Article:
Baby chick season is here! I’m sharing my DIY chick brooder box ideas in this post.
If you’re planning to purchase a few baby chicks this spring, then you’ll need a brooder box. Below includes my DIY chick brooder box ideas to get you started.
This time last year, Ben and I were frantically preparing for baby chicks and baby goats. We had no idea what we were getting ourselves into, but we dove head first into our homesteading dream. In actuality, I didn’t really know what “modern homesteading” even meant at the time. But we knew that we wanted to live a healthier and more sustainable lifestyle for ourselves and our family, so we decided to go for it. Little did we know that our little backyard farming adventures would turn into a full blown modern homestead. Crazy how life works out, isn’t it?
Baby chick prep
Before your baby chicks arrive, you’ll need to have your brooder box set up and ready to go. Your DIY brooder box will function as a home for your baby chicks for the first 4-6 weeks. When considering brooder box options, there are tons of different ideas. The brooder box doesn’t need to be anything fancy, but it needs to function as a safe home for your baby chicks. Below includes some DIY chick brooder box ideas to start raising baby chicks.
DIY chick brooder box ideas
- Plastic Storage Container: For the first few days, we keep our baby chicks in a large plastic storage container. Because you need to keep a close eye on the babies, we keep the storage container on the first floor of the house for at least 24 hours. We then transition our baby chicks to a larger DIY chick brooder box in the basement (while still checking on the chicks multiple times per day!) Plastic storage containers are a great (and cheap!) option, but your chicks will likely outgrow the tub quickly.
- Baby Pool: Many people choose to use a baby pool as a DIY chick brooder box. Although we have not tried this option, a baby pool is a cost efficient way to house your baby chicks. The major downside is that your baby chicks will likely outgrow a baby pool super quickly. If you purchase a baby pool with short sides, then your chicks will likely climb out.
- Galvanized Bucket: One of the major perks of using a solid surface material for a brooder box is the ease of clean up. Baby chicks poop a lot, so having a solid surface, like plastic or galvanized metal, makes it easy to disinfect and reuse the container as a brooder for future baby chicks. Again, one major downside is that your chicks will probably outgrow the galvanized bucket rather quickly.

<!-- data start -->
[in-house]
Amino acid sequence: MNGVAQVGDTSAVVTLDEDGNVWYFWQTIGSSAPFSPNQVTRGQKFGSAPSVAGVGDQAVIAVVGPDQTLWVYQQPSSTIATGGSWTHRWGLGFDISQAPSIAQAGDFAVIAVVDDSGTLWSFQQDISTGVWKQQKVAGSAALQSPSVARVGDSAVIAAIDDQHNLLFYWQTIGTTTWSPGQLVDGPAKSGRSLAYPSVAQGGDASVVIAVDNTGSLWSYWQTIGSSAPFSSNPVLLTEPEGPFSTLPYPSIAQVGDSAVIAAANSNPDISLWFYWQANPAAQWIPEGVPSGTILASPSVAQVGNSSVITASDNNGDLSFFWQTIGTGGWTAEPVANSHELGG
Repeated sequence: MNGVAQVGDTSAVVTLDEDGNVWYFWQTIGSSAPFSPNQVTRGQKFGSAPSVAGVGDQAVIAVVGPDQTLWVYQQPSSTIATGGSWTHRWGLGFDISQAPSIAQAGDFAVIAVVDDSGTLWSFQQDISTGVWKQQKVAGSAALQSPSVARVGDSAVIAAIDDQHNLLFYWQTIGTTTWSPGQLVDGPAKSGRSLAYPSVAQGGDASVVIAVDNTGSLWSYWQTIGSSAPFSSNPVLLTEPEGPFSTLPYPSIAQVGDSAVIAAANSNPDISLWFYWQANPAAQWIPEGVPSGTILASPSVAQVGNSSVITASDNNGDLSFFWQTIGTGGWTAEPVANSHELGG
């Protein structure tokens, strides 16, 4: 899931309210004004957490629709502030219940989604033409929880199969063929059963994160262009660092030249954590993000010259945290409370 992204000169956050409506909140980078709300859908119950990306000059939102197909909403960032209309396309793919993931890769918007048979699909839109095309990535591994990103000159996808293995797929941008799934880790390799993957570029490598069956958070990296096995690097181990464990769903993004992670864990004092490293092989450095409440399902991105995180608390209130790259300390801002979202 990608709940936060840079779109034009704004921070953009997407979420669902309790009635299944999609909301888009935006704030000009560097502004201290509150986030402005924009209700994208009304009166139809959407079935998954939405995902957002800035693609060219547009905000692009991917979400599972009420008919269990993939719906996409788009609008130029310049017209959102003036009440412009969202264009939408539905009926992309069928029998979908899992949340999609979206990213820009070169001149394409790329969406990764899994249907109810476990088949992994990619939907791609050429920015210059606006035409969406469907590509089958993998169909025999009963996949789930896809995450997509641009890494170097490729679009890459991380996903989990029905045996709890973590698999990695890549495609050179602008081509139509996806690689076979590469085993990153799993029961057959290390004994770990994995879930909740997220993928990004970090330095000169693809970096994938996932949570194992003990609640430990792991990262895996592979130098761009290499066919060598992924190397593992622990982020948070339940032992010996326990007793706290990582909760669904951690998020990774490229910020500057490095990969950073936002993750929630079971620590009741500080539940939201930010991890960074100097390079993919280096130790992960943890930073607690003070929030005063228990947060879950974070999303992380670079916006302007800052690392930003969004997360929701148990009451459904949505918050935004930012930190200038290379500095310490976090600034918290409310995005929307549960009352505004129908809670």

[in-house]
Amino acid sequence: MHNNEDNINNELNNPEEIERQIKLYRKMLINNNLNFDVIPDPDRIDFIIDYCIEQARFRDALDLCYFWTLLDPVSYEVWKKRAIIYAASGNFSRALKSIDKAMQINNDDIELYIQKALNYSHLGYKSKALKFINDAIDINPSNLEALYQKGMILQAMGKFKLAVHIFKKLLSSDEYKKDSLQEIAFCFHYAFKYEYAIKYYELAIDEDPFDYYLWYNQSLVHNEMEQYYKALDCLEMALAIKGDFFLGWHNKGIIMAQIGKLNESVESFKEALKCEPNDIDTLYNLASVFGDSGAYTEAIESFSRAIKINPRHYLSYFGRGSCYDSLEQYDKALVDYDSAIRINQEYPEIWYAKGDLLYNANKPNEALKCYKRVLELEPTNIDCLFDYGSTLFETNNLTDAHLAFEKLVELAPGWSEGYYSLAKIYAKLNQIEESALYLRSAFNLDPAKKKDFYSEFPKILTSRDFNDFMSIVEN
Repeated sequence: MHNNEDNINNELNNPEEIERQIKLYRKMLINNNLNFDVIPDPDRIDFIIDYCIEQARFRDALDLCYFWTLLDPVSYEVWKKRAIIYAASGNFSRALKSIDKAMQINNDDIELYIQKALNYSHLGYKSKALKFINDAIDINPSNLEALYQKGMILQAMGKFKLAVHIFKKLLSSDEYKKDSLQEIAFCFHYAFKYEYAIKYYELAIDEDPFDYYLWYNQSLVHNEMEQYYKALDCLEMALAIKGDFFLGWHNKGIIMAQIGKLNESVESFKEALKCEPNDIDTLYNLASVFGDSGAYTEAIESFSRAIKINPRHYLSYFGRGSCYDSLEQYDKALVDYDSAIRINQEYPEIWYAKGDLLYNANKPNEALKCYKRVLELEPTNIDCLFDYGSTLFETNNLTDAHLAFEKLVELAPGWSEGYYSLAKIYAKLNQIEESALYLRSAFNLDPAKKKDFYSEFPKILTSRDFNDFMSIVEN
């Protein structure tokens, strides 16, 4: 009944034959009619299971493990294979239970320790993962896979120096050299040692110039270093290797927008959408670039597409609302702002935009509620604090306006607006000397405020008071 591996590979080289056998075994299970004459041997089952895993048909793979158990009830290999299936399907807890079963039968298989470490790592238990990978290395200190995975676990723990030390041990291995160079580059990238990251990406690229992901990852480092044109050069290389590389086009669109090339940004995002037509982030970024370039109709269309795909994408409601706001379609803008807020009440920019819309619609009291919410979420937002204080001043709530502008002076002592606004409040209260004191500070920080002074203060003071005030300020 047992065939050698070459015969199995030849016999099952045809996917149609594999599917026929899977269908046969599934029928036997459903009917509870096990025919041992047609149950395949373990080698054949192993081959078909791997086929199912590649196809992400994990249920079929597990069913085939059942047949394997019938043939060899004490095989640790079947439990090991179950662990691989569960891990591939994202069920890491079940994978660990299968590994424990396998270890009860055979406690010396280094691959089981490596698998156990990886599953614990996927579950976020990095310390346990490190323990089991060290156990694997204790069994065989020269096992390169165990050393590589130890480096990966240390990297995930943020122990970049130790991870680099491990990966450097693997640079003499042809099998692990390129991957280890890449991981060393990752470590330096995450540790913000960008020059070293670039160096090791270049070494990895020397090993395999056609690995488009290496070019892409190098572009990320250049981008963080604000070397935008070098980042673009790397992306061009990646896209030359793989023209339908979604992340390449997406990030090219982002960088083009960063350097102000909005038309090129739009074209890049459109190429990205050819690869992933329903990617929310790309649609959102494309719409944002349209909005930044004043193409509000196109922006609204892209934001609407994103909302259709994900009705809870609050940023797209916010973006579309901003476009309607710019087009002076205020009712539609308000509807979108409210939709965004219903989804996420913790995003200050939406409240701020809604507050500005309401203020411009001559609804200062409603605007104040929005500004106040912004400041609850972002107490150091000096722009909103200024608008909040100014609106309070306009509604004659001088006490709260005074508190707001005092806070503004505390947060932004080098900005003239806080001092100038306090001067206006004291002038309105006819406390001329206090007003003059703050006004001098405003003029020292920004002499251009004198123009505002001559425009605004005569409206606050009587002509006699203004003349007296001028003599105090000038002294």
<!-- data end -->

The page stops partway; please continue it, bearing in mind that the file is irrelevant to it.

- Wooden Crate: Depending on the size of your wooden crate and how many baby chicks you have, you might be able to get away with using a large wooden crate as your brooder box for the entire 4-6 weeks. Again, we haven’t tried this option, but our DIY chick brooder box below would be a (somewhat) similar option.
- Make Your Own: The above options are great temporary DIY chick brooder box ideas, but they aren’t a very functional long term housing plan. The solution? Make your own DIY chick brooder box.
How to make your own DIY chick brooder box
When we decided to place our first order for baby chicks, Ben immediately started brainstorming different ideas for making our own brooder box. We wanted a brooder box that would 1) fit 10 baby chicks; 2) would last; and 3) minimize dust and overall mess.
Ben constructed our DIY chick brooder box out of plywood and hardware cloth fencing. The back of the brooder box is full plywood, while the 2 sides and the front is enclosed with the hardware cloth fencing. Ben surrounded the front and sides of the brooder box with a 1 foot tall plexiglass covering to minimize dust from the chickens scratching. This past year, we raised 3 rounds of baby chicks. Our DIY chick brooder box held up perfectly for all 20 of those chicks! Simply clean out the brooder each time and spread fresh pine shavings for the next batch of babies.
(picture below is before we decided to add the plexiglass covering)
Confession – Last year, our naive and inexperienced selves planned to keep our baby chicks in the spare bedroom for the entire 6 weeks. Ha, that’s funny. Do you know how fast baby chicks grow? And how much they poop? And that they become weird gangly teenage chickens really fast? We added the plexiglass covering to reduce dust, but we ended up booting the baby chicks to the basement. BEST DECISION EVER.
Brooder Box Necessities:
Remember, in addition to a safe brooder box, you also need the below items for your baby chicks to thrive:
- Heating Plate Kit
- Chick Starter Kit (Feeder & Waterer):
- Chick Nipple Drinker
- Chick Starter Crumbles
- Chick Grit
- Coop Refresher
Need more details about raising chicks? Check out this post.
Are you getting baby chicks this Spring? Do you have any other DIY chick brooder box ideas? Let me know in the comments below!